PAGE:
[Not one of the downvoters]
The leading rationale of “Learn a trade --> use it for EA projects that need it” looks weak to me:
There’s not a large enough density of ‘EA’ work in any given place to take up more than a small fraction of a tradepersons activity. So this upside should be discounted by (substantial) time to learn the trade, and then most of one’s ‘full time job’ as (say) an electrician will not be spent on EA work.
It looks pretty unlikely to have ‘nomadic’ tradespeople travelling between EA hubs, as the added cost of flights etc. suggest it might be more efficient just to try and secure good tradespeople by (e.g.) offering above market rates.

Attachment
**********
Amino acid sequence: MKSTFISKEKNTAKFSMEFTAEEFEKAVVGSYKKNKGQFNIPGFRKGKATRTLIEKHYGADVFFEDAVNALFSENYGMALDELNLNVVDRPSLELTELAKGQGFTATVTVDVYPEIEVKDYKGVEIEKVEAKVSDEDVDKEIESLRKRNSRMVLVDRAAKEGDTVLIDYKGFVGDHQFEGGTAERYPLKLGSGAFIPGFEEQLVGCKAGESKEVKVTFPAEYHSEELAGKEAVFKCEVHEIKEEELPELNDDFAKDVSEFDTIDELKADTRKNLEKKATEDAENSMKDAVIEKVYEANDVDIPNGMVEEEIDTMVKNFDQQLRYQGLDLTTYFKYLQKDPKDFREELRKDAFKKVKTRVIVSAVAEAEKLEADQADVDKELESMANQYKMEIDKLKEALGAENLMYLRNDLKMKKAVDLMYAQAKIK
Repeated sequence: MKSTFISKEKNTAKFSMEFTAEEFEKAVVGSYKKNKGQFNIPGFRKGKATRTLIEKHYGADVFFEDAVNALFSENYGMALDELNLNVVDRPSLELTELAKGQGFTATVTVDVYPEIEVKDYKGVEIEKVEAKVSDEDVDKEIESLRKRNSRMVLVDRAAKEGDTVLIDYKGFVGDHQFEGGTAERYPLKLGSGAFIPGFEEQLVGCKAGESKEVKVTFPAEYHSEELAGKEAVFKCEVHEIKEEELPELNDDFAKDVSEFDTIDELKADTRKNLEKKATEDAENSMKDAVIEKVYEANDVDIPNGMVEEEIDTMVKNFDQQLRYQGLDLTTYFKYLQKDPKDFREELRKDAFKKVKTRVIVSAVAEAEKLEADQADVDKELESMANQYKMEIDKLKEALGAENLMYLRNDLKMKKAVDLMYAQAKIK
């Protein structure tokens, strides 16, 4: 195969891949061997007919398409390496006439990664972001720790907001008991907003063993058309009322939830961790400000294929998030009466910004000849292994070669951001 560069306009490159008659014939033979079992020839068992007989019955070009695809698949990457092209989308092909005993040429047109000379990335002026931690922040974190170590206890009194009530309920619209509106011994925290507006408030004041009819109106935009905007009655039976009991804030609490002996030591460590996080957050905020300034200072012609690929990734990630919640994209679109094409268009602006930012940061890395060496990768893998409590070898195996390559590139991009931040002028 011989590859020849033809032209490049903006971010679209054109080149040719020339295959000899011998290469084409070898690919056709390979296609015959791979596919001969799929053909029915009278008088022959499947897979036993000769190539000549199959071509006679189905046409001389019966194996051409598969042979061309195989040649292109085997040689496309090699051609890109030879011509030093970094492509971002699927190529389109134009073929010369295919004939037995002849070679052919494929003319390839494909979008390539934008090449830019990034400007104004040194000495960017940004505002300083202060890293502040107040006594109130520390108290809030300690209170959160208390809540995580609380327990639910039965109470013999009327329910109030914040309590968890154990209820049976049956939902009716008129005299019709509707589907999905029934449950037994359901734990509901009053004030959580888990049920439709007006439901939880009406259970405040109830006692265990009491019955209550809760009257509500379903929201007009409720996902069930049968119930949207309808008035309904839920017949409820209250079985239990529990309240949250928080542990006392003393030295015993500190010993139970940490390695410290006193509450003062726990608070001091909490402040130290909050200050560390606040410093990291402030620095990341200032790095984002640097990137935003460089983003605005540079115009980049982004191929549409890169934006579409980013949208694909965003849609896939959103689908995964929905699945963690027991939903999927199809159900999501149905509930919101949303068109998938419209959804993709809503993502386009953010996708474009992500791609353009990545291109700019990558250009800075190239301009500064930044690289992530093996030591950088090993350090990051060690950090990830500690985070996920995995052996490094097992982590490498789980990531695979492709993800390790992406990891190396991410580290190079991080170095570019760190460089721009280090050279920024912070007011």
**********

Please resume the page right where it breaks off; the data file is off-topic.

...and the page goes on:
As you say, it could be a good option for some due to good earning power (especially for those with less academic backgrounds, cf. kbog’s guide) but the leading rationale doesn’t seem substantial reason to slant recommendations (e.g. if you could earn X as a plumber, but 1.1X in something else, the fact they could occasionally help out for EA projects shouldn’t outweigh this.
Good points. With growth of hubs it could become more viable even if it isn’t now. Transport costs (time, money) are probably low enough to make it efficient to travel at least a few times a year. Offering/accepting above market rates might help a bit, but it would still require costs of the search and vetting.
Given training costs and counterfactuals, another option might be to find good tradespeople and get them on board with the EA mission.
(for the curious: kbog’s guide)